I strongly suspect that you could identify the steps required to prepare and paint this house, even with my minimal description. And I also strongly suspect that the order of your steps would be very similar to mine: Clean; scrape and sand the loose paint; replace the damaged wood; spot prime; caulk; paint. Further, I suspect that the steps for completing each of these tasks would also be similar. Why is this?

Even with all of the complexity involved in painting a house, there are certain tasks that must be performed in a certain order. (There may be some options, such as replacing damaged wood before scraping and sanding.) If we don’t complete these tasks, or do them in an improper order, we will not get the desired results.

You might think, “But every job is different. It isn’t as easy as A, B, C. Often, once we start the job we have to re-evaluate and modify our approach.” While this last is true, it doesn’t refute my point.

The process of re-evaluating requires certain steps. The process of identifying the specific conditions of the job requires certain steps. The process of deciding the best course of action requires certain steps. Indeed, everything associated with the job requires certain steps.

To a young child, learning to tie his shoes is a very complicated endeavor. He must learn specific steps and then master the physical skills involved. When he does this, what was once a complex process becomes quite easy. The same is true of painting a house.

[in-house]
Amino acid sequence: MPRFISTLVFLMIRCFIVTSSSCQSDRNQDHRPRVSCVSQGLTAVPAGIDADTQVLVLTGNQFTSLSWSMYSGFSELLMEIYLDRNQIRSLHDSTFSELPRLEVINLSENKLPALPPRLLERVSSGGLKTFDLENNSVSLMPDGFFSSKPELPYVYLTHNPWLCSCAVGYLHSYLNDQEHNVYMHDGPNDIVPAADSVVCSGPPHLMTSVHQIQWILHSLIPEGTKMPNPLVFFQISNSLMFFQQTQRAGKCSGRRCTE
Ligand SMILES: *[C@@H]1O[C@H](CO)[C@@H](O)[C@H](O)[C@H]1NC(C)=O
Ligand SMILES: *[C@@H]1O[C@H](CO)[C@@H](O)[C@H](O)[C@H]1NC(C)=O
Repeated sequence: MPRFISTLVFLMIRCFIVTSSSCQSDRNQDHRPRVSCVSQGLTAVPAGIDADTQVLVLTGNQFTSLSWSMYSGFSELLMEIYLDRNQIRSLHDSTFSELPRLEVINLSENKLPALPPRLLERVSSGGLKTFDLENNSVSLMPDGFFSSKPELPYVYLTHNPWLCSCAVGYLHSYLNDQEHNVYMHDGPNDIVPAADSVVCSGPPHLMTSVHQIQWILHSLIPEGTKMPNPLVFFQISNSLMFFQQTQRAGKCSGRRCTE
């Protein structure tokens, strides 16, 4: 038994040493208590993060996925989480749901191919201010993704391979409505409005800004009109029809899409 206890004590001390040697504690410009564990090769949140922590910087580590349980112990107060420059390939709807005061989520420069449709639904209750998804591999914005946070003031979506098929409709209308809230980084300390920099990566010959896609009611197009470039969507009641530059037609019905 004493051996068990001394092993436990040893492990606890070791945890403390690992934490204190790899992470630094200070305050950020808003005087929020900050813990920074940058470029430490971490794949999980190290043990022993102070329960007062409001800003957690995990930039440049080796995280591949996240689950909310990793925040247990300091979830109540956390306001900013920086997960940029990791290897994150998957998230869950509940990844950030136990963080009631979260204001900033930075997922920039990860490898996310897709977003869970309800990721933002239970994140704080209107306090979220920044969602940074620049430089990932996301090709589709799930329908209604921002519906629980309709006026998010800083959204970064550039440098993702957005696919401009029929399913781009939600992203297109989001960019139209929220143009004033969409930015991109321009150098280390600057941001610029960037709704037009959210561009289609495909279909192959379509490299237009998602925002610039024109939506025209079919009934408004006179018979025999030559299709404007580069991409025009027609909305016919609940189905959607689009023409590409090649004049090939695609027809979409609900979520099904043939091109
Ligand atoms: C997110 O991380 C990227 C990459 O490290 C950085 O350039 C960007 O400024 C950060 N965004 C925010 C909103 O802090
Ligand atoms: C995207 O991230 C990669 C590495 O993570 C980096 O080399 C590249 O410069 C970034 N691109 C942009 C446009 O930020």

A system for developing systems

Most professional painting contractors understand the importance of developing systems for their business. For those who want to get out of the bucket, it is absolutely imperative. Unfortunately, developing systems can be a very imposing task, and many contractors don’t know where to start. However, it doesn’t have to be a daunting task. If they use a system, the process can be much easier and far more effective. In other words, use a system to develop systems.

To illustrate, let us say that you find your crews frequently doing work in the wrong order. They wind up wasting time and cause you unnecessary frustration. How can you correct this situation without being a baby sitter?   The first step is to identify the problem, or more specifically, the undesired result. In this case, the undesired result is wasted time. You can’t fix a problem if you don’t know what it is. The next step is to identify what actions (or inactions) are causing the result. The undesired results have a cause, and if you want different results, different actions must be taken.

Returning to our example, if the crew is doing work in the wrong order, the solution is to identify the proper order. For example, for an interior repaint this might consist of the following tasks:

  • Clear the room
  • Prep the surfaces to be painted
  • Paint
  • Clean up
  • Put the room back in order